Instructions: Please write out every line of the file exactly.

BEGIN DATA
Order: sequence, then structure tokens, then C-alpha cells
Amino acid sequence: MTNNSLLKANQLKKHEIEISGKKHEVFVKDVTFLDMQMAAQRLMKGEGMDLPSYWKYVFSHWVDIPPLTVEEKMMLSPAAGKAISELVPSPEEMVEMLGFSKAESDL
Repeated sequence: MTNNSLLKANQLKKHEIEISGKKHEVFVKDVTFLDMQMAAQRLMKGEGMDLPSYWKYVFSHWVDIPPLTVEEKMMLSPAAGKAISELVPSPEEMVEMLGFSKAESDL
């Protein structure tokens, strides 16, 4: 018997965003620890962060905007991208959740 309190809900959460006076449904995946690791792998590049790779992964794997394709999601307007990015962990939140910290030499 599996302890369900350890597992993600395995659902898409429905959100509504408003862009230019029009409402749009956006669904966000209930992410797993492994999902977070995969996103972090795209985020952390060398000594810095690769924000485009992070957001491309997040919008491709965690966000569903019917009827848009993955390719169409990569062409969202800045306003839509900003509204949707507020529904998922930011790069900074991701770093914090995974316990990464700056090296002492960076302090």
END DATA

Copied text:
Order: sequence, then structure tokens, then C-alpha cells
Amino acid sequence: MTNNSLLKANQLKKHEIEISGKKHEVFVKDVTFLDMQMAAQRLMKGEGMDLPSYWKYVFSHWVDIPPLTVEEKMMLSPAAGKAISELVPSPEEMVEMLGFSKAESDL
Repeated sequence: MTNNSLLKANQLKKHEIEISGKKHEVFVKDVTFLDMQMAAQRLMKGEGMDLPSYWKYVFSHWVDIPPLTVEEKMMLSPAAGKAISELVPSPEEMVEMLGFSKAESDL
């Protein structure tokens, strides 16, 4: 018997965003620890962060905007991208959740 309190809900959460006076449904995946690791792998590049790779992964794997394709999601307007990015962990939140910290030499 599996302890369900350890597992993600395995659902898409429905959100509504408003862009230019029009409402749009956006669904966000209930992410797993492994999902977070995969996103972090795209985020952390060398000594810095690769924000485009992070957001491309997040919008491709965690966000569903019917009827848009993955390719169409990569062409969202800045306003839509900003509204949707507020529904998922930011790069900074991701770093914090995974316990990464700056090296002492960076302090």